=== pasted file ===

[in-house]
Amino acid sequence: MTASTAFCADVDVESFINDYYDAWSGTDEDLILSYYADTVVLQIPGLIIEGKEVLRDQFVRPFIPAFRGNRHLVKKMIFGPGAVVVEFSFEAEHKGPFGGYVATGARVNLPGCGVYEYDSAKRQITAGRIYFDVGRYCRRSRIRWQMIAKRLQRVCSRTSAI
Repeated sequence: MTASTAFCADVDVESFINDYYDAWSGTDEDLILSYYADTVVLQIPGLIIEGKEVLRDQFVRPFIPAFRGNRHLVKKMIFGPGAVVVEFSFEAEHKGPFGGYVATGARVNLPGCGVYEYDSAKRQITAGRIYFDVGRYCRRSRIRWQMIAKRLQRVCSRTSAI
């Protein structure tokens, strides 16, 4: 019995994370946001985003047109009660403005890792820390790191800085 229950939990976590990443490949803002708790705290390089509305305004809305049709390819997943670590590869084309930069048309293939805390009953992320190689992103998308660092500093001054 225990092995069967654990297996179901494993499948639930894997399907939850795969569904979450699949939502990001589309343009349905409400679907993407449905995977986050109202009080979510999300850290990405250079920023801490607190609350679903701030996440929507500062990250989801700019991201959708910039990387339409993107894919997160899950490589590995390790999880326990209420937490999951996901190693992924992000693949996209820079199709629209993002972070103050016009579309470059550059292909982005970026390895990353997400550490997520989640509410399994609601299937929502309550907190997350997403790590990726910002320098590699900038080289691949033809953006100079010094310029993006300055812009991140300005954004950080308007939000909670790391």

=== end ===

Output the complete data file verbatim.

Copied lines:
[in-house]
Amino acid sequence: MTASTAFCADVDVESFINDYYDAWSGTDEDLILSYYADTVVLQIPGLIIEGKEVLRDQFVRPFIPAFRGNRHLVKKMIFGPGAVVVEFSFEAEHKGPFGGYVATGARVNLPGCGVYEYDSAKRQITAGRIYFDVGRYCRRSRIRWQMIAKRLQRVCSRTSAI
Repeated sequence: MTASTAFCADVDVESFINDYYDAWSGTDEDLILSYYADTVVLQIPGLIIEGKEVLRDQFVRPFIPAFRGNRHLVKKMIFGPGAVVVEFSFEAEHKGPFGGYVATGARVNLPGCGVYEYDSAKRQITAGRIYFDVGRYCRRSRIRWQMIAKRLQRVCSRTSAI
């Protein structure tokens, strides 16, 4: 019995994370946001985003047109009660403005890792820390790191800085 229950939990976590990443490949803002708790705290390089509305305004809305049709390819997943670590590869084309930069048309293939805390009953992320190689992103998308660092500093001054 225990092995069967654990297996179901494993499948639930894997399907939850795969569904979450699949939502990001589309343009349905409400679907993407449905995977986050109202009080979510999300850290990405250079920023801490607190609350679903701030996440929507500062990250989801700019991201959708910039990387339409993107894919997160899950490589590995390790999880326990209420937490999951996901190693992924992000693949996209820079199709629209993002972070103050016009579309470059550059292909982005970026390895990353997400550490997520989640509410399994609601299937929502309550907190997350997403790590990726910002320098590699900038080289691949033809953006100079010094310029993006300055812009991140300005954004950080308007939000909670790391």